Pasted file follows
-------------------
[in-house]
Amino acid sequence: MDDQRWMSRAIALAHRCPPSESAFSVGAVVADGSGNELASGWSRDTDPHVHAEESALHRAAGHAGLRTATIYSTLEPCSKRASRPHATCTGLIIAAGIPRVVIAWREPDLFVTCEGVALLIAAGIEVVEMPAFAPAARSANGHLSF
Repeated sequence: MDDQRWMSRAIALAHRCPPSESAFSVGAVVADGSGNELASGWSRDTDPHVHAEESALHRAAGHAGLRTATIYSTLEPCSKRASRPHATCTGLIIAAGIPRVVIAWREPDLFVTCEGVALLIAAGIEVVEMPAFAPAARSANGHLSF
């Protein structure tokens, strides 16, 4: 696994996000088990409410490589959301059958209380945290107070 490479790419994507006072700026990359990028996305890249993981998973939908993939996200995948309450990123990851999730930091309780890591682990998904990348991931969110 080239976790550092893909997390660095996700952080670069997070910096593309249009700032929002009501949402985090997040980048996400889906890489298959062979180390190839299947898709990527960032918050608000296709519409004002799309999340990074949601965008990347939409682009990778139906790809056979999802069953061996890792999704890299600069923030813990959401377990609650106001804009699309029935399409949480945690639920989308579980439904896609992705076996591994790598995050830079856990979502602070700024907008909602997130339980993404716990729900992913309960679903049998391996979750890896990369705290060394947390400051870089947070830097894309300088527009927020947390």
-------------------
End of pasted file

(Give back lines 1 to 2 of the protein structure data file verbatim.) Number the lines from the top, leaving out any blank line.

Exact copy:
[in-house]
Amino acid sequence: MDDQRWMSRAIALAHRCPPSESAFSVGAVVADGSGNELASGWSRDTDPHVHAEESALHRAAGHAGLRTATIYSTLEPCSKRASRPHATCTGLIIAAGIPRVVIAWREPDLFVTCEGVALLIAAGIEVVEMPAFAPAARSANGHLSF